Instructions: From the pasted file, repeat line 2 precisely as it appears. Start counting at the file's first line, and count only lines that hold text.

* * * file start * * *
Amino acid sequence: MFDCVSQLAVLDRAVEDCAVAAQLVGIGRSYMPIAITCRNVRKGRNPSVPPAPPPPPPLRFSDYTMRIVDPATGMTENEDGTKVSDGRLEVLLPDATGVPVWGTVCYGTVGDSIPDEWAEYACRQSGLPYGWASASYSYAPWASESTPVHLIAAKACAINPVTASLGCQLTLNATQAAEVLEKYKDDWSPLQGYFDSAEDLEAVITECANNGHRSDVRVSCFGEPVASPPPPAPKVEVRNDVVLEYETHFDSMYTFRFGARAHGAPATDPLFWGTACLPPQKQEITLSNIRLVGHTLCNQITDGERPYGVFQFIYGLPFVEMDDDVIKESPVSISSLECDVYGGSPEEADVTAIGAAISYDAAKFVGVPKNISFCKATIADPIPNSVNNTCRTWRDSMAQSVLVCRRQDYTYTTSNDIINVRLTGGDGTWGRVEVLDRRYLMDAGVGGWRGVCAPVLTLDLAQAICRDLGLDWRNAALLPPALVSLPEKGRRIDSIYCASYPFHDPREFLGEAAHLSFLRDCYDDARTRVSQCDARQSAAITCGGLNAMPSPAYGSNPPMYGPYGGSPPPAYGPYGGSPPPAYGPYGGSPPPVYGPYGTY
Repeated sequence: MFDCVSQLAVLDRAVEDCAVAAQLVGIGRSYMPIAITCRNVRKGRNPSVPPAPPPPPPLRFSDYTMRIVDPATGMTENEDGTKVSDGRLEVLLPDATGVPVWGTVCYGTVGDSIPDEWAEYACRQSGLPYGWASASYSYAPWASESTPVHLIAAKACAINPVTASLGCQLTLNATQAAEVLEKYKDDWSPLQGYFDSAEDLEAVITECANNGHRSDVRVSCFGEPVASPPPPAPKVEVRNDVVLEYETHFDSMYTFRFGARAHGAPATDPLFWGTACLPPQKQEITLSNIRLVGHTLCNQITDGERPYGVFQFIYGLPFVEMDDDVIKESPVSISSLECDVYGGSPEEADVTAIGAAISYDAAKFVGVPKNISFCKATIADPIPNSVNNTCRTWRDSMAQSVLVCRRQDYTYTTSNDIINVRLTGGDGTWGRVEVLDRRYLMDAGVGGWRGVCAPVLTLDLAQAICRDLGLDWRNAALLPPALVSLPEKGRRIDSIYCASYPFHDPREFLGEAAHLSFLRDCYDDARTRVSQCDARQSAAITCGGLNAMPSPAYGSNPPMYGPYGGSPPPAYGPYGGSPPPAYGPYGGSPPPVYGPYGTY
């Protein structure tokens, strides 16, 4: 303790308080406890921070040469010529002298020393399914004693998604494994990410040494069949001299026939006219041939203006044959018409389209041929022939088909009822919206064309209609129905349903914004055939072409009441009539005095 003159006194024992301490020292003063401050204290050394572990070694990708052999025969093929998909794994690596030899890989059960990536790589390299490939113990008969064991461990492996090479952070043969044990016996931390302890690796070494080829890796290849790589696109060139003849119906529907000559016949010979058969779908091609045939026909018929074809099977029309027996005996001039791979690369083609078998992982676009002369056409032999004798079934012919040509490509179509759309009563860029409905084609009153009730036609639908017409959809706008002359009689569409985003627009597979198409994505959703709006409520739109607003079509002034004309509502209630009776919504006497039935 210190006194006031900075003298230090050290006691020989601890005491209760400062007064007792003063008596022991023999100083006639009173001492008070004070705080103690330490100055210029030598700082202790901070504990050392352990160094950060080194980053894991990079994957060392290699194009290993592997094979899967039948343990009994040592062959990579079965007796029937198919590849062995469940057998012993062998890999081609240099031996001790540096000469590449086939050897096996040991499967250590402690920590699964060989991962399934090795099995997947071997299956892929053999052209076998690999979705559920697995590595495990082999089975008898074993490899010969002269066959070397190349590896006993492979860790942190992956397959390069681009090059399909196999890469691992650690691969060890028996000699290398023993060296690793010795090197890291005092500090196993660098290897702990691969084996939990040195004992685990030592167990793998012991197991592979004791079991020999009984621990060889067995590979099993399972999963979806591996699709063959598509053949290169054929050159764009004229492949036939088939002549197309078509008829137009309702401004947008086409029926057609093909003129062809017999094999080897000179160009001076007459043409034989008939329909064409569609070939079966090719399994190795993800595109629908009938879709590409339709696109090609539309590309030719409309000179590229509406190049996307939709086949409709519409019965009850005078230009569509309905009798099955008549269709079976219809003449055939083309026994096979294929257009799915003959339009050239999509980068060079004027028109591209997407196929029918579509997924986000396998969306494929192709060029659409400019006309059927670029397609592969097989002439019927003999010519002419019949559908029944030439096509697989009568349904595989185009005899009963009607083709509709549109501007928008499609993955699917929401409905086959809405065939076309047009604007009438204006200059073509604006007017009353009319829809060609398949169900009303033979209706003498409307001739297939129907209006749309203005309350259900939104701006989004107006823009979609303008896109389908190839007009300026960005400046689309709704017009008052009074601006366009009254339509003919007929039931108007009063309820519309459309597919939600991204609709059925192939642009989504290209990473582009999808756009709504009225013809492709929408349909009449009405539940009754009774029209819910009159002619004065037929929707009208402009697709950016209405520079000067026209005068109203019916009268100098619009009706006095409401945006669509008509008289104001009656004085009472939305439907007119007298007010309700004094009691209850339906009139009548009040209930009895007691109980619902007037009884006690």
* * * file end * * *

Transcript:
Repeated sequence: MFDCVSQLAVLDRAVEDCAVAAQLVGIGRSYMPIAITCRNVRKGRNPSVPPAPPPPPPLRFSDYTMRIVDPATGMTENEDGTKVSDGRLEVLLPDATGVPVWGTVCYGTVGDSIPDEWAEYACRQSGLPYGWASASYSYAPWASESTPVHLIAAKACAINPVTASLGCQLTLNATQAAEVLEKYKDDWSPLQGYFDSAEDLEAVITECANNGHRSDVRVSCFGEPVASPPPPAPKVEVRNDVVLEYETHFDSMYTFRFGARAHGAPATDPLFWGTACLPPQKQEITLSNIRLVGHTLCNQITDGERPYGVFQFIYGLPFVEMDDDVIKESPVSISSLECDVYGGSPEEADVTAIGAAISYDAAKFVGVPKNISFCKATIADPIPNSVNNTCRTWRDSMAQSVLVCRRQDYTYTTSNDIINVRLTGGDGTWGRVEVLDRRYLMDAGVGGWRGVCAPVLTLDLAQAICRDLGLDWRNAALLPPALVSLPEKGRRIDSIYCASYPFHDPREFLGEAAHLSFLRDCYDDARTRVSQCDARQSAAITCGGLNAMPSPAYGSNPPMYGPYGGSPPPAYGPYGGSPPPAYGPYGGSPPPVYGPYGTY